Super Bowl Sunday hits the US this weekend, a much-anticipated annual event when Americans indulge in football, expensive advertising, halftime concerts, snacks and, of course, alcohol. The Super Bowl has evolved beyond a simple football game into what many people consider a holiday and an excuse to throw parties with friends and family, even without an attachment to the teams playing.
Beer faces challenges
Alcohol is a major part of the day, with beer often the most popular choice for fans. It is cheaper and easier to buy in bulk for parties, and beer’s long history with sporting events is unmatched.
Mainstream domestic brands like Budweiser, Bud Light, Miller Lite and Heineken are the most popular options, but consumers indulge in their favorite craft brews as well. Nielsen reported that more than $166m worth of craft beer was consumed on Super Bowl Sunday 2017.
According to new reports from Nielsen, “wine and spirits both generate nearly half a billion dollars in sales, each, in the two weeks leading up to the Super Bowl,” and “59% of Super Bowl fans said they prefer to drink wine, while 55% prefer beer and 49% prefer spirits.”
The Beer Institute, a Washington DC-based trade association, found in a recent survey that 76% of Americans celebrating the Super Bowl this year plan to drink beer while they watch. Of those drinking beer, 78% said it was an important part of the Super Bowl experience, and half said beer was very important to their Super Bowl celebration.
Jim McGreevy, president and CEO of the Beer Institute, said “Across the country, men and women will take a few hours this Sunday to enjoy good friends, good food, good football, and--of course--good beer.”
“Our nation’s more than 5,600 brewers and beer importers are proud to be part of Super Bowl Sunday, and they have poured their talent and dedication into making sure each celebrant has the right beer for Sunday’s game and future occasions throughout the year.”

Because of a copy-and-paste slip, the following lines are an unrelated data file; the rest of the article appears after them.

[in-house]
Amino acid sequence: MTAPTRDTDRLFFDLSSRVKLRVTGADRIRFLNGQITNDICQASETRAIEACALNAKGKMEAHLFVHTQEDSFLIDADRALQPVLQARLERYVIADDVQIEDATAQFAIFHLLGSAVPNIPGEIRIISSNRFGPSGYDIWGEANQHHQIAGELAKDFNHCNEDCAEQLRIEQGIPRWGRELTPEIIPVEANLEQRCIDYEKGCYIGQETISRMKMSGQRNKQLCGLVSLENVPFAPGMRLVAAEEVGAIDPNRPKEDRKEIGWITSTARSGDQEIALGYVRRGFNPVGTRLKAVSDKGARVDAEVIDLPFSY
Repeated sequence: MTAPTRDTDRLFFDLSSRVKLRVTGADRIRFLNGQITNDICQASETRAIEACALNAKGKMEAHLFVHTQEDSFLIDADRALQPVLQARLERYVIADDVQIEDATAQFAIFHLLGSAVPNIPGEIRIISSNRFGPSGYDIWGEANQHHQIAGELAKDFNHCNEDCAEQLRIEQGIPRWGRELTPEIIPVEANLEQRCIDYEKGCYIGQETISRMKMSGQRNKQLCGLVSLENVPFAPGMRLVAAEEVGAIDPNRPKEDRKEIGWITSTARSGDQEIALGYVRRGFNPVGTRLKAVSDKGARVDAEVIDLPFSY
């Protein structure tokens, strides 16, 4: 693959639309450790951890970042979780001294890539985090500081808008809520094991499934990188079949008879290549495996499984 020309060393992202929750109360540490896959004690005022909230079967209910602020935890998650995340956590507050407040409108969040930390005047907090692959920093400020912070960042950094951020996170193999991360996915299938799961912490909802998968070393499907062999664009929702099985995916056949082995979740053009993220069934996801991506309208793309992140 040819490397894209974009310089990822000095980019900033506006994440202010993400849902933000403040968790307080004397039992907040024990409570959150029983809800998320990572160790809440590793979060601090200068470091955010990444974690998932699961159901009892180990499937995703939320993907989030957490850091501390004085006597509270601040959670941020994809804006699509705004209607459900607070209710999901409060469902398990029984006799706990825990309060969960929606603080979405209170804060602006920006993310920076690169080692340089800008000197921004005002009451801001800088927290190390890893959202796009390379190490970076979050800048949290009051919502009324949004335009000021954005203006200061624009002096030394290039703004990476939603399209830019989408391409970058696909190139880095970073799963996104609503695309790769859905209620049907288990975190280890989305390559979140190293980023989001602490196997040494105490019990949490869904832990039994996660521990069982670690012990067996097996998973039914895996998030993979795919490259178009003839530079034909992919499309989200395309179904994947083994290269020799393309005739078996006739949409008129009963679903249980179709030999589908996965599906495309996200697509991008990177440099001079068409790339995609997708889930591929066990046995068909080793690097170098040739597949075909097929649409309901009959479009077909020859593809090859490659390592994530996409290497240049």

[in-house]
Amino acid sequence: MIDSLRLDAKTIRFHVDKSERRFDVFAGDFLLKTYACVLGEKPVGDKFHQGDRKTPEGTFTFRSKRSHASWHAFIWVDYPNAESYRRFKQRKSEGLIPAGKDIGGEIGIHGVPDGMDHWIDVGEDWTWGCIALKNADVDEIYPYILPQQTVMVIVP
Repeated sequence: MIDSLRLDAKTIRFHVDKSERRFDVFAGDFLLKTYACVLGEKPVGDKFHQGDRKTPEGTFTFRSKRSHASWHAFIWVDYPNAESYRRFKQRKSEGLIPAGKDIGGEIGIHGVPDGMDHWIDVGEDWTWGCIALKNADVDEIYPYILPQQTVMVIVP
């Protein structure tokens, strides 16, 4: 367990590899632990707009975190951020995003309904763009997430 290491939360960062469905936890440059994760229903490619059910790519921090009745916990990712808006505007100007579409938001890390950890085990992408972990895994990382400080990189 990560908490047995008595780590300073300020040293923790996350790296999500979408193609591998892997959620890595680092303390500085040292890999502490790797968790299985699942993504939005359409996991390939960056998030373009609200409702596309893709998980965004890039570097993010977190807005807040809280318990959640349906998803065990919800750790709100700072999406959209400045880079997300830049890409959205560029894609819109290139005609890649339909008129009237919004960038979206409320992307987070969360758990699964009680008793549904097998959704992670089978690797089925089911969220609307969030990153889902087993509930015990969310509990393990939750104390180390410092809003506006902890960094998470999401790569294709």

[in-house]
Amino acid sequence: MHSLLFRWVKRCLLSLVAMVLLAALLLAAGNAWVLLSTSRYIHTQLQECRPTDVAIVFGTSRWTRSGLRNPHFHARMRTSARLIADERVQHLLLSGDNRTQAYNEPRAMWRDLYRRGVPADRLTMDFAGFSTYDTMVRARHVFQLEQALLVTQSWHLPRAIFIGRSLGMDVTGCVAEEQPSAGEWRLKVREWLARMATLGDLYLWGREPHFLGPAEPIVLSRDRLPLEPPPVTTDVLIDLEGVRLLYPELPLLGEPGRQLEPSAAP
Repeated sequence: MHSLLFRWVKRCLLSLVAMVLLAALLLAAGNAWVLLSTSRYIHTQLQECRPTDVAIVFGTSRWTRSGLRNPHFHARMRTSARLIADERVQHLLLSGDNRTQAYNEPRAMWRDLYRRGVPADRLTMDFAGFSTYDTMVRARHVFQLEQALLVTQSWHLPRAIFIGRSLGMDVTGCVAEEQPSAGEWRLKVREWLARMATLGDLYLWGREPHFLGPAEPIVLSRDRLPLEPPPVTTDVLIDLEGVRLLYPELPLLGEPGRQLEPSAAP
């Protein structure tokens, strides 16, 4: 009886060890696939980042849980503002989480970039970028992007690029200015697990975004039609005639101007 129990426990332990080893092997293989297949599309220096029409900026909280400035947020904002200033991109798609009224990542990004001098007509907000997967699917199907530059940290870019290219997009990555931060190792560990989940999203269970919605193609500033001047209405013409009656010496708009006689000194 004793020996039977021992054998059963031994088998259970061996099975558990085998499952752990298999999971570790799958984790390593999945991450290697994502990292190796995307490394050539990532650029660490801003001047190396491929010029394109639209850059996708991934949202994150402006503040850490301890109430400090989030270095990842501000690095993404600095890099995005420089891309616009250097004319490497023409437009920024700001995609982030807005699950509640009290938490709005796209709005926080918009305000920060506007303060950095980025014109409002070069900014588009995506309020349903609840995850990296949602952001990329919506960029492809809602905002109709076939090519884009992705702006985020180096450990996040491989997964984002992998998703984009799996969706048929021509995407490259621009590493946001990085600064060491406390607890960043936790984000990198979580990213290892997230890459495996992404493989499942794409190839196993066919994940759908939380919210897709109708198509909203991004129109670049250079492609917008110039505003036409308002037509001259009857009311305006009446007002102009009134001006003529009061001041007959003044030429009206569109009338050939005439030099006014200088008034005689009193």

Women driving alternate growth
A changing landscape is thanks in part to the female football fanbase. According to Nielsen, female Super Bowl viewership between 2014-2018 maintained at about 46%-47%. Women also control $4.3 trillion (73%) of US spending, so the adult beverage industry is shifting from male-dominated marketing to more gender-balanced advertising.
Women are more drawn to wine, spirits and hard seltzer than men, leading to a rise in their Super Bowl consumption. Sales of the low-calorie flavored malt beverage (FMB) have more than tripled since Super Bowl 2016, rising from 0.3% to 1.3% in 2018.
Overall, women are 21% more likely to drink hard cider most often compared to other adult beverages. The juicy/hazy style of New England IPAs also has a place in football, driven by female preference (63%) more than male (60%).
Nielsen reports that 11% of female football fans opt for Pinot Grigio, and 38% choose beer as their clear game day favorite. Online wine sales reached $716,792 on Super Bowl Sunday in 2017, but saw a 46% increase to $1,047,993 on Super Bowl Sunday 2018.
“Some Super Bowl staples will last forever: count beer, wings and chips among them. But it’s a much more crowded space than it used to be, and marketers need to take note,” Nielsen said.